FDA Announces Proposed Patent Information Collection – On Thursday, September 5, the U.S. Food and Drug Administration (FDA) published a notice in the Federal Register that announced that a proposal for the collection of information has been submitted to the Office for Management and Budget regarding patent information related to New Drug Application (NDA) approvals.
FDA Announces 4.5-Year Regulatory Review Period for Giapreza – On Thursday, September 5, the FDA published a notice in the Federal Register announcing that it had determined that Giapreza, a drug developed by La Jolla Pharmaceutical and approved for increasing blood pressure in adults experience septic shock, had a regulatory review period of 1,639 days, or nearly 4.5 years, for purposes of approving a patent term restoration under the Drug Price Competition and Patent Term Restoration Act of 1984.
George Mason Creates Innovation Law Clinic – On Wednesday, September 4, George Mason University’s Antonin Scalia Law School announced that it would be establishing an Innovation Law Clinic to be headed up by Sean O’Connor, Executive Director of the Center for the Protection of Intellectual Property (CPIP) at the Antonin Scalia Law School. The clinic will enable students to work with businesses local to George Mason on analyzing technology portfolios and developing business roadmaps.
USPTO Issues Interim Rule Increasing Prioritized Patent Application Examinations – On Tuesday, September 3, the U.S. Patent and Trademark Office published an interim rule in the Federal Register that expands the availability of prioritized patent application examinations under provisions of the Leahy-Smith America Invents Act (AIA), increasing the amount of requests for prioritized examinations that can be approved within a single fiscal year from 10,000 applications up to 12,000 applications.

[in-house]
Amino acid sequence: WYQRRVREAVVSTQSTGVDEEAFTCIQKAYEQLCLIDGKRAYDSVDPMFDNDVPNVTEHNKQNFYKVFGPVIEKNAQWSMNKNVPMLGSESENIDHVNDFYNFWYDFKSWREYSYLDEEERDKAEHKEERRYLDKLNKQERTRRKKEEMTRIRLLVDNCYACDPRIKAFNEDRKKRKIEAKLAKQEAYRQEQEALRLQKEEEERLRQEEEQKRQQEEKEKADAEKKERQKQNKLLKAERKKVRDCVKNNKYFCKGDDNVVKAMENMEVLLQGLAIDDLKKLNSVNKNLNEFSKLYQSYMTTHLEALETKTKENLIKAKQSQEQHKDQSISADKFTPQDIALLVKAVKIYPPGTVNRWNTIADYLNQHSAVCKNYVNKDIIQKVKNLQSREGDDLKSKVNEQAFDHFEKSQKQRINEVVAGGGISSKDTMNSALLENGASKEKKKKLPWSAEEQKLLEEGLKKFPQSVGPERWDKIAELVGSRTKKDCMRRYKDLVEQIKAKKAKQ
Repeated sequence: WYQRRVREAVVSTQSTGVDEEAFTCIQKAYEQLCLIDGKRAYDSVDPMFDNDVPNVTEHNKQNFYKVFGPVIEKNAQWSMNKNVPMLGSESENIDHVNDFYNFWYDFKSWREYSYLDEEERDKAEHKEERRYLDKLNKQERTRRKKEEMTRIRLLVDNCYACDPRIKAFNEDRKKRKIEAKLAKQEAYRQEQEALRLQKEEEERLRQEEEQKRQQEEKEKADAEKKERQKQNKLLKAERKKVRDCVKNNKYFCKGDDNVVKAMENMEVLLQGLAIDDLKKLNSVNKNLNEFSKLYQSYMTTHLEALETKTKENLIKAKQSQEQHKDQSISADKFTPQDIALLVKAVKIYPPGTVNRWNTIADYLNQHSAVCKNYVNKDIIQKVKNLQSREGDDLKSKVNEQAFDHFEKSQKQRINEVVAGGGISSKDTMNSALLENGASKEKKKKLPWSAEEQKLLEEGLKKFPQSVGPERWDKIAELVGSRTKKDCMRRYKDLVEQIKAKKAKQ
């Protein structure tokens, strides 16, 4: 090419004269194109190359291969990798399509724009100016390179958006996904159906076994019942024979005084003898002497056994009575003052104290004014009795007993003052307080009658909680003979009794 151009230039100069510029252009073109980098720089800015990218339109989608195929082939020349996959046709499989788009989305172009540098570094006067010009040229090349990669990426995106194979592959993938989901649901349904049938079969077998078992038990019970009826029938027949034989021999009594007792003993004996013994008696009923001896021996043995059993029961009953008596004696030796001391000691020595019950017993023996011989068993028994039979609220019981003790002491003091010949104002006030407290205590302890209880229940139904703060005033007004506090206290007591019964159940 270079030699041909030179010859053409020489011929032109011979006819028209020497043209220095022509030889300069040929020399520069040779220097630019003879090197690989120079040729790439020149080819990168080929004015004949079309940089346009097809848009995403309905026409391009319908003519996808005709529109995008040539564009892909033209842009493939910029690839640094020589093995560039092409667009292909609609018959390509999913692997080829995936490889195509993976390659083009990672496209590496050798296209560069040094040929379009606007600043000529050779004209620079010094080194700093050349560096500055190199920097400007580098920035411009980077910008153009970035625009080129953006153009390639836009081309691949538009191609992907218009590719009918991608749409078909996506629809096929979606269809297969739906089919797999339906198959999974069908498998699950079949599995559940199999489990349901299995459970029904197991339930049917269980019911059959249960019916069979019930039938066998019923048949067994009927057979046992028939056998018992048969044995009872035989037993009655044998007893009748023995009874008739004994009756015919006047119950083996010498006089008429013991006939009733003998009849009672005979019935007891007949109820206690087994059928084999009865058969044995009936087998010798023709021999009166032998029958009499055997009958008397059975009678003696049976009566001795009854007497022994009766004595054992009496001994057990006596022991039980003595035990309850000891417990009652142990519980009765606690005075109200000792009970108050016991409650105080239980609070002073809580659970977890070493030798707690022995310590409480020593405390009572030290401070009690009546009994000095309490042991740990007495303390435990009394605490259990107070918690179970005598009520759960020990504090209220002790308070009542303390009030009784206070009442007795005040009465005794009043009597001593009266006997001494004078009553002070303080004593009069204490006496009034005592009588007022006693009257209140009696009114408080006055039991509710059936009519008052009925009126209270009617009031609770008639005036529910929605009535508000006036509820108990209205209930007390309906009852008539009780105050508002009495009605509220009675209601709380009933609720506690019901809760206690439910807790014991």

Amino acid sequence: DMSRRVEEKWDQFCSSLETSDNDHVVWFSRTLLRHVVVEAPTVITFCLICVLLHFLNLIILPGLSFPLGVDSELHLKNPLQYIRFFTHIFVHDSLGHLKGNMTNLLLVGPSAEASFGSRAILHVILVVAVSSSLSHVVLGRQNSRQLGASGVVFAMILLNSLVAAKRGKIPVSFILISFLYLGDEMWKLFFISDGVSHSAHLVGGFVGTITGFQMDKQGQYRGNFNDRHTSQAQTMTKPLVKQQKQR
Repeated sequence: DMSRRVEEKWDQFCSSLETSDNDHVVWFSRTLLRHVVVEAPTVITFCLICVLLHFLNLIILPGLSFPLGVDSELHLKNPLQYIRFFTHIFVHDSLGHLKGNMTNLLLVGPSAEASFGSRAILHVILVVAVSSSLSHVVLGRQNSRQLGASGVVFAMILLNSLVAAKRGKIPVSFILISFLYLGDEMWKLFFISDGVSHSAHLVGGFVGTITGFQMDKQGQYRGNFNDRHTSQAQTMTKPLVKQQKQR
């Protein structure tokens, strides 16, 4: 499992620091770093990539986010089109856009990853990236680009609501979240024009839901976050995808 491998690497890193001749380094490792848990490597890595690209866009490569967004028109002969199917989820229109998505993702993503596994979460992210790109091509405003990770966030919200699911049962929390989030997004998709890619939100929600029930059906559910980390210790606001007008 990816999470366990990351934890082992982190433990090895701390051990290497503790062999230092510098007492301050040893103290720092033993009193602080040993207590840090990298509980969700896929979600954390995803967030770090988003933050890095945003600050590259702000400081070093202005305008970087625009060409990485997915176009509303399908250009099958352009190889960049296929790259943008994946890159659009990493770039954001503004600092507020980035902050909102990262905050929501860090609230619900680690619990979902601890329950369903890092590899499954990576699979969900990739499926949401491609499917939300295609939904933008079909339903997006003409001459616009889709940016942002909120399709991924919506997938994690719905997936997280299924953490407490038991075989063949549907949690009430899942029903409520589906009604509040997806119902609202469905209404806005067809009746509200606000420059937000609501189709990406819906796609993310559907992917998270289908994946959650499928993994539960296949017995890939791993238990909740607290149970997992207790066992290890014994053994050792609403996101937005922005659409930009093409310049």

Patagonia Trademark Claims Against Anheuser Busch Move Forward – On Tuesday, September 3, U.S. District Judge Virginia Phillips of the Central District of California entered an order dismissing a motion to dismiss filed by beer maker Anheuser-Busch, allowing trademark infringement and dilution claims filed by outdoor apparel firm Patagonia against Anheuser-Busch’s Patagonia beer brand to move forward towards trial.
Songwriter Claims Alejandra Guzman Recording of “Loca” Violate Copyright – On Tuesday, September 3, songwriter Myra Stella-Turner filed a complaint alleging copyright infringement in the Southern District of Florida against Universal Music Latin Entertainment for their sale of CDs, DVDs and digital downloads that include a live performance of “Loca” performed by Alejandra Guzman, a well-known Mexican rock artist, during a 2017 world tour.
Ariana Grande Files Copyright, Trademark Suit Against Forever 21 – On Monday, September 2, singer Ariana Grande filed a lawsuit in the Central District of California including claims of trademark and copyright infringement against fashion retailer Forever 21 over a website and social media campaign that allegedly misappropriated Grande’s name, likeness, image and music.
This Week on Wall Street
Google and Facebook to Face Antitrust Probe from State AGs – On Friday, September 6, The Wall Street Journal reported that a collection of state attorneys general are planning to launch a series of antitrust probes into business practices of American tech giants Google and Facebook.
Goldman Sachs CTO Wiesel Resigns – On Thursday, September 5, news reports indicated that Elisha Wiesel, Chief Technology Officer of Goldman Sachs, was planning to leave his post to pursue philanthropic ventures, creating questions regarding whether the financial giant would continue pushing its technological developments into consumer-led markets.
WeWork CEO Returns $5.9M in Stock Paid for Use of “We” Trademark – On Wednesday, September 4, shared workspace company The We Company filed an amended S-1 statement with the U.S. Securities and Exchange Commission informing the agency that WeWork CEO and co-founder Adam Neumann had agreed to return $5.9 million in stock that the company had paid in return for ownership of the “We” family of trademarks.